Leah Hollingsworth hears the performance at Carnegie Hall, New York, on 26 October 2019

Munich Philharmonic/Valery Gergiev. Photo: Chris Lee

Munich Philharmonic/Valery Gergiev. Photo: Chris Lee

The Munich Philharmonic opened its Carnegie Hall programme with Jörg Widmann’s Con brio, a work characterised by tight ensemble and electric use of extended techniques both in the strings and winds. The interplay and exchange of ideas between these sections set up well the interplay between solo violin and orchestra in the Brahms Violin Concerto, featuring Leonidas Kavakos in a breathtaking performance. His opening scales and double-stops seemed utterly effortless. Although occasionally his G-string sound was a bit forced, he had many opportunities to demonstrate his mastery over the upper registers, and his playing on the E string and in high positions was stunningly crystalline.

Kavakos brought out the elegance in even the most difficult of passages, and his first-movement cadenza was entirely captivating – shimmering with nuance and colour. The second movement opened with a subtle, well-timed oboe solo that blossomed to make room for the violinist’s elegant phrasing and nearly perfect playing. The Allegro giocoso was utterly brilliant, and instead of the double-stop workout it can sometimes sound like, under Kavakos’s masterful technique it was a playful challenge. His encore – the first movement from Enescu’s Impressions of Childhood – again proved his mastery of the instrument and allowed for a playful ending to a performance that demonstrated all of Kavakos’s command and control of the violin, immaculate musicianship and rhythmic sense.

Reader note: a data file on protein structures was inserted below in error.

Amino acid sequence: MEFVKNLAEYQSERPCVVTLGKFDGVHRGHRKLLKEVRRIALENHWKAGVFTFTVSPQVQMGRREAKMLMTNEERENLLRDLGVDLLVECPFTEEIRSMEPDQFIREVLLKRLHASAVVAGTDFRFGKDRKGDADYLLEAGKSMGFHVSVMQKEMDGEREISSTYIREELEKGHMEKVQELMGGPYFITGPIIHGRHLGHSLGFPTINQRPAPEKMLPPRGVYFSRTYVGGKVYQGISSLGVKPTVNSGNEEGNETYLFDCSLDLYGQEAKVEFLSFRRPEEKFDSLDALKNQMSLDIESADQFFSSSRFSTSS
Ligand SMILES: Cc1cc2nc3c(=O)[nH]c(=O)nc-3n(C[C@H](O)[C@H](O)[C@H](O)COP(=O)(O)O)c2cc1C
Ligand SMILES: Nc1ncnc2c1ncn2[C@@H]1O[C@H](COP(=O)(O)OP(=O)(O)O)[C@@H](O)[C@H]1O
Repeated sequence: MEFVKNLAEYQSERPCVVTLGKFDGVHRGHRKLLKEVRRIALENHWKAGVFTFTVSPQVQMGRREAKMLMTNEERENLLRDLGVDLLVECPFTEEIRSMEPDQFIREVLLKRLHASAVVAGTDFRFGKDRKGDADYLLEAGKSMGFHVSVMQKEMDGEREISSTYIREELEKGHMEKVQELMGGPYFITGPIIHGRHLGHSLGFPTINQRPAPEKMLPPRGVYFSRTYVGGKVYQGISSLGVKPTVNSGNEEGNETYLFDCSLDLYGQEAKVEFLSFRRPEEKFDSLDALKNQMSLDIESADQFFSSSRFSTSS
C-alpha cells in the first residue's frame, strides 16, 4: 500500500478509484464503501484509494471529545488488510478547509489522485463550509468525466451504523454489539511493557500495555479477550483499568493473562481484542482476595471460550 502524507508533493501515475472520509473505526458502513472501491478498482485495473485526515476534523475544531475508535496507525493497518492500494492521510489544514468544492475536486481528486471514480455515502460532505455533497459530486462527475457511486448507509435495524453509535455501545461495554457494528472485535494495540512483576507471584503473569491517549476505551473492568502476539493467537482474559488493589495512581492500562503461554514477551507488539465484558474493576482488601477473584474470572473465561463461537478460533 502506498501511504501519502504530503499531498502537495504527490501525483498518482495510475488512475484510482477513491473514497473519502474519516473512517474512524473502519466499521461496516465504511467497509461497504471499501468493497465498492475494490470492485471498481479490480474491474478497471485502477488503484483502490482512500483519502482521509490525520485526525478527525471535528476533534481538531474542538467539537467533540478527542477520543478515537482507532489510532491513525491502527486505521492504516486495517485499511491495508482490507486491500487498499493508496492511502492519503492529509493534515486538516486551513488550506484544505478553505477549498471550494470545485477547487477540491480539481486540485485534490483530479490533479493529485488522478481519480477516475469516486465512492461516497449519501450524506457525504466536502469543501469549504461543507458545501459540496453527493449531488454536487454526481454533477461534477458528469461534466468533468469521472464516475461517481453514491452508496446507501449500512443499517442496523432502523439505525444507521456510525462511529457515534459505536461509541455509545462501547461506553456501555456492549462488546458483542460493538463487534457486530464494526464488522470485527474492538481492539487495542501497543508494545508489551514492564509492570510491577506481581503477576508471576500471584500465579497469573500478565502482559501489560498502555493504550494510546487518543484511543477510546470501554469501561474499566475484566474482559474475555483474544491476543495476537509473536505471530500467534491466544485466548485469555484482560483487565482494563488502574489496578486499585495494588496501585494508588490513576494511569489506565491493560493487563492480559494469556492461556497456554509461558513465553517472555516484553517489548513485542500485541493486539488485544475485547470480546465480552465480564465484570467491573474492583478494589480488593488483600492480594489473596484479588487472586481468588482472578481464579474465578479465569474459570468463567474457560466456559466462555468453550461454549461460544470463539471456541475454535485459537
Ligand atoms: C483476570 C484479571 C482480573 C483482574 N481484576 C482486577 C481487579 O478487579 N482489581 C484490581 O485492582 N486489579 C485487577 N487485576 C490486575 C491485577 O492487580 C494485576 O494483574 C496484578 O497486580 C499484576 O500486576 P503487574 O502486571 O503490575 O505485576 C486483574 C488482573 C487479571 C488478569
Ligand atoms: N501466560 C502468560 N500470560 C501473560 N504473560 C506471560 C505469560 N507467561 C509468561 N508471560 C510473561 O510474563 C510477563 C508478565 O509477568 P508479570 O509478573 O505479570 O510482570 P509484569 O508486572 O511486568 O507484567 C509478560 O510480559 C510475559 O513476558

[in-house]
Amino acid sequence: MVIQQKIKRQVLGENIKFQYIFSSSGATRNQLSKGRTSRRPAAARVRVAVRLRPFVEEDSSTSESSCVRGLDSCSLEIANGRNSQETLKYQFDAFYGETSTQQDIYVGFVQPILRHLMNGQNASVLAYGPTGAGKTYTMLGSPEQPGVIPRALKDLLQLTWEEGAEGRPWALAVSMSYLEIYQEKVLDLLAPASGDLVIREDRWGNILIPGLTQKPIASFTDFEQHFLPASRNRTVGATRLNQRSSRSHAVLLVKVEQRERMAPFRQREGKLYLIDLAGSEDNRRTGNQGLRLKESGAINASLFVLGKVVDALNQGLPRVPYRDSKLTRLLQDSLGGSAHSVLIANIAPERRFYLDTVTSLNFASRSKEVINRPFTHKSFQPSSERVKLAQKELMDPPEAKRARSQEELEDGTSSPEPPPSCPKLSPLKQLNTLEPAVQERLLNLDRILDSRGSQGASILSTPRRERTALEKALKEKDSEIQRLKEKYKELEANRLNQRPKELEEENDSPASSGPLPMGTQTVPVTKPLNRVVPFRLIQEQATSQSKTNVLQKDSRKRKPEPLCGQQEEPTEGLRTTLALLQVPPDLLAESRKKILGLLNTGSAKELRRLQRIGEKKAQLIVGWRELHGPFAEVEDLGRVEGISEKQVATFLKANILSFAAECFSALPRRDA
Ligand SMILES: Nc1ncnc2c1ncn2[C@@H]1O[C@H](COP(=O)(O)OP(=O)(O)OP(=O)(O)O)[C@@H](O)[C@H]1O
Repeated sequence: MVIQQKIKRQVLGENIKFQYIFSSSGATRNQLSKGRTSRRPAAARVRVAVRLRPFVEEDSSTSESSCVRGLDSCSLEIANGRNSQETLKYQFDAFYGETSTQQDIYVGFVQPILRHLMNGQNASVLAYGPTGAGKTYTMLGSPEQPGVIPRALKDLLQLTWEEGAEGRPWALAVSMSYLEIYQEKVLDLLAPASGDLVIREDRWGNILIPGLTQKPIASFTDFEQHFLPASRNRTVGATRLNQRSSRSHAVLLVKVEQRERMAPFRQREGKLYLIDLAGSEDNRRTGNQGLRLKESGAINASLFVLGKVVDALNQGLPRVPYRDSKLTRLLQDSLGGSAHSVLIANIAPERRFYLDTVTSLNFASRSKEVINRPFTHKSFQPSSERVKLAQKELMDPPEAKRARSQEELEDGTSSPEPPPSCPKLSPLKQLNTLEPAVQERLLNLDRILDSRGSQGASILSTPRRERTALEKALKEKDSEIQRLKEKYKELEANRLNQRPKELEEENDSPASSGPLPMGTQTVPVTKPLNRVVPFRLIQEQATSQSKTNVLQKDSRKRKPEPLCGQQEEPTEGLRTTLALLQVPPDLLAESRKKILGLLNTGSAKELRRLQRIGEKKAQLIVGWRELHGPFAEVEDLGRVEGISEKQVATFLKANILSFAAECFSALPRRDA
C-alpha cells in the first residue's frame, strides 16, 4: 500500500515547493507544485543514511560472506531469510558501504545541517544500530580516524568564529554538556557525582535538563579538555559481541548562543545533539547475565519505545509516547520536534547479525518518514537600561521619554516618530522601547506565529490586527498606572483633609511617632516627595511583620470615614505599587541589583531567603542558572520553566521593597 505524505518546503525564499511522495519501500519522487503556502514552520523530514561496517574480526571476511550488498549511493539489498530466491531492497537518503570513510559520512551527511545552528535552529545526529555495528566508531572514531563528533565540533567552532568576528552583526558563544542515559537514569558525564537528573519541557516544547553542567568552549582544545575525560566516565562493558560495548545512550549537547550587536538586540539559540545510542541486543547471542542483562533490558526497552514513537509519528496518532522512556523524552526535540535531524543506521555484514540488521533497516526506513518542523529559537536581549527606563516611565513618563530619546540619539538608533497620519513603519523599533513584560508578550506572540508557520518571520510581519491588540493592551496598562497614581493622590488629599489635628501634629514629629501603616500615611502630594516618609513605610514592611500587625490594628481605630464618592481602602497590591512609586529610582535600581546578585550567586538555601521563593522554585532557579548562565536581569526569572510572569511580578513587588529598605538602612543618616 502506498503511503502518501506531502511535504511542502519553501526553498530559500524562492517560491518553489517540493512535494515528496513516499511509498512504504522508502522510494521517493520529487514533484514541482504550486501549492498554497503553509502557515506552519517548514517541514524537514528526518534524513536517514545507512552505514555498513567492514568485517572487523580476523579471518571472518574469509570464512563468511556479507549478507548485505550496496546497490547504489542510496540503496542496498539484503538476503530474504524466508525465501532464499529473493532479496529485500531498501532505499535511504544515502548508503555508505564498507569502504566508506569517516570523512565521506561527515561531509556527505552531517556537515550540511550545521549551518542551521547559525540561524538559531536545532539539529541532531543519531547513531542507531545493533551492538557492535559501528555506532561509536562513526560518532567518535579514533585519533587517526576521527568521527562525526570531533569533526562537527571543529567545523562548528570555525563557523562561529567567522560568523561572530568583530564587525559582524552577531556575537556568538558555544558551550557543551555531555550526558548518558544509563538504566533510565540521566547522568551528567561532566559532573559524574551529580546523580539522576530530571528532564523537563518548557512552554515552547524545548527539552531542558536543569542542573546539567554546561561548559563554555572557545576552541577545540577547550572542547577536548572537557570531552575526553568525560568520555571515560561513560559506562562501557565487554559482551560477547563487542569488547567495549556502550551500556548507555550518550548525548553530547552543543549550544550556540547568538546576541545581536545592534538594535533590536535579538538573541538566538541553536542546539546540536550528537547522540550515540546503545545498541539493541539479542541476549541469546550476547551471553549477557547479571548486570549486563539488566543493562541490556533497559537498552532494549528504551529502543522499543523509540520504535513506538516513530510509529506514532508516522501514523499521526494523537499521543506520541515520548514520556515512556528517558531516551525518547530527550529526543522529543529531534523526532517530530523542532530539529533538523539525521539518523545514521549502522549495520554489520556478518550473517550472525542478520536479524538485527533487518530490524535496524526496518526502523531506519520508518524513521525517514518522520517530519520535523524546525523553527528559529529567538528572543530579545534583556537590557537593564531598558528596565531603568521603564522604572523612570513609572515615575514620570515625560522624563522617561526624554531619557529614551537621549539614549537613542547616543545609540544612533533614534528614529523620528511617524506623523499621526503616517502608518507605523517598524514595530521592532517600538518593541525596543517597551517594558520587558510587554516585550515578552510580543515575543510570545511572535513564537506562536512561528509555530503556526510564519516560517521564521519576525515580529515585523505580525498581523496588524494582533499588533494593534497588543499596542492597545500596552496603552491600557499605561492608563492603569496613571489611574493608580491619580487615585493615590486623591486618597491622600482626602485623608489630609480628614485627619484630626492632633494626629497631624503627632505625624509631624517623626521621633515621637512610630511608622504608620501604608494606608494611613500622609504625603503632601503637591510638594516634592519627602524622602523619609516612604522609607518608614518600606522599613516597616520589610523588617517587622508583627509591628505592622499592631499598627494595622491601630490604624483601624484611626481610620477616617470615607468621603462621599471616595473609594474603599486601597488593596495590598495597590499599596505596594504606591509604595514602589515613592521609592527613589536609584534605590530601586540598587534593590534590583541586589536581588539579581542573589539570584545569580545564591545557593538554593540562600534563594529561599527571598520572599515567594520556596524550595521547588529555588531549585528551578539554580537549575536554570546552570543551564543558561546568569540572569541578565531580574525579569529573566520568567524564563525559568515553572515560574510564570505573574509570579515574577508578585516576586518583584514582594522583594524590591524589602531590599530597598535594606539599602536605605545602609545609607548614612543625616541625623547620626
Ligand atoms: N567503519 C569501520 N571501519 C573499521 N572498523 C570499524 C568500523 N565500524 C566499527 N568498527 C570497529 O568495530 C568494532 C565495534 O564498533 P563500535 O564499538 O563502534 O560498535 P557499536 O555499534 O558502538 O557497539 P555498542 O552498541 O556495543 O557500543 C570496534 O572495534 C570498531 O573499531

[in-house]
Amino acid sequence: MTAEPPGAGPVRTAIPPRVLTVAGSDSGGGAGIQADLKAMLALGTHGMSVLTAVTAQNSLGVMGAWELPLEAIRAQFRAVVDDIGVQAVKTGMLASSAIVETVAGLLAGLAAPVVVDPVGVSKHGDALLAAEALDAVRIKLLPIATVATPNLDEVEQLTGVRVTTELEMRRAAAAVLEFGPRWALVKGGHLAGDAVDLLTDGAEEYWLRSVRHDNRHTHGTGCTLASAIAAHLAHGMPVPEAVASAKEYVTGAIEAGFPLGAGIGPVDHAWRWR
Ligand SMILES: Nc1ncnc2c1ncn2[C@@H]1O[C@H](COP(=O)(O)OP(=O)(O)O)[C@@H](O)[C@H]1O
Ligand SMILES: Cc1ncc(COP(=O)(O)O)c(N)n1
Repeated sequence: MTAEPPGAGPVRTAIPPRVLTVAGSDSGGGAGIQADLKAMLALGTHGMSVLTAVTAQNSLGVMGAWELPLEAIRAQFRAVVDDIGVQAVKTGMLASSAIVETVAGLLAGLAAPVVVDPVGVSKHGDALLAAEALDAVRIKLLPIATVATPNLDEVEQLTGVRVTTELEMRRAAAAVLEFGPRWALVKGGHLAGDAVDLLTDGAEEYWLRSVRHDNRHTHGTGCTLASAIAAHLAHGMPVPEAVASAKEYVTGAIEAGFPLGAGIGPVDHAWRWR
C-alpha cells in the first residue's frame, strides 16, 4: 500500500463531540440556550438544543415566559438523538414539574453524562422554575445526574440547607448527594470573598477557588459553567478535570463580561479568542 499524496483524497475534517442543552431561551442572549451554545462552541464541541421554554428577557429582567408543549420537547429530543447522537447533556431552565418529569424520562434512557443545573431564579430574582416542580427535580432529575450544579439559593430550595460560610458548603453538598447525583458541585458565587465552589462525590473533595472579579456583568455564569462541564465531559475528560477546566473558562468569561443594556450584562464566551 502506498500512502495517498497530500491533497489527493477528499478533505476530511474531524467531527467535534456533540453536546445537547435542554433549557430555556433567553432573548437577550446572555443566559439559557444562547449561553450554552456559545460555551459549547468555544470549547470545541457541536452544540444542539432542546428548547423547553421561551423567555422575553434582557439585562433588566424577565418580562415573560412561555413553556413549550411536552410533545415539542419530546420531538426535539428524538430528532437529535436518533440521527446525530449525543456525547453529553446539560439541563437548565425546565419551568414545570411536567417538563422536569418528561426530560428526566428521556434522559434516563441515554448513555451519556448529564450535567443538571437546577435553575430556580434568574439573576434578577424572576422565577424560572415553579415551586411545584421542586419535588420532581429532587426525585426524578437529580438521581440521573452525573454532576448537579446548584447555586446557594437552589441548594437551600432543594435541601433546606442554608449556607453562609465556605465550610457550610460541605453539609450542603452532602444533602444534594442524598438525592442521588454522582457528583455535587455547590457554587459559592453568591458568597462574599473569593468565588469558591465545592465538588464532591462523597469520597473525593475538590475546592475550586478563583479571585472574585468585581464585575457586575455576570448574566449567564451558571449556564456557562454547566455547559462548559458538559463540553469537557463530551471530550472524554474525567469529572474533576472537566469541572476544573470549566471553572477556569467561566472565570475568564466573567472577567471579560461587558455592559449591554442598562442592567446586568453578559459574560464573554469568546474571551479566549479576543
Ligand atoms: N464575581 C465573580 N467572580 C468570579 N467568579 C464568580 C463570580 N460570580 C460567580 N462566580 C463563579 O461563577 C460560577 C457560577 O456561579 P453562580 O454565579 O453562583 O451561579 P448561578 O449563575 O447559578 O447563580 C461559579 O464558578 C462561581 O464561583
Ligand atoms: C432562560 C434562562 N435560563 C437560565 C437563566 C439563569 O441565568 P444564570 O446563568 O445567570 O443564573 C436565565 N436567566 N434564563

Shostakovich’s Fifth Symphony followed the interval, and it was a delight to hear the unified and controlled sound from the strings throughout. The spinning, characterful lines in the first movement had just the right amount of pleading and were not overly dramatic nor forced. The pizzicato in the Allegretto was well controlled and the intensity of the Largo was stirring. The controlled energy of the final Allegro was a perfect balance of jubilation and sarcasm.

Leah Hollingsworth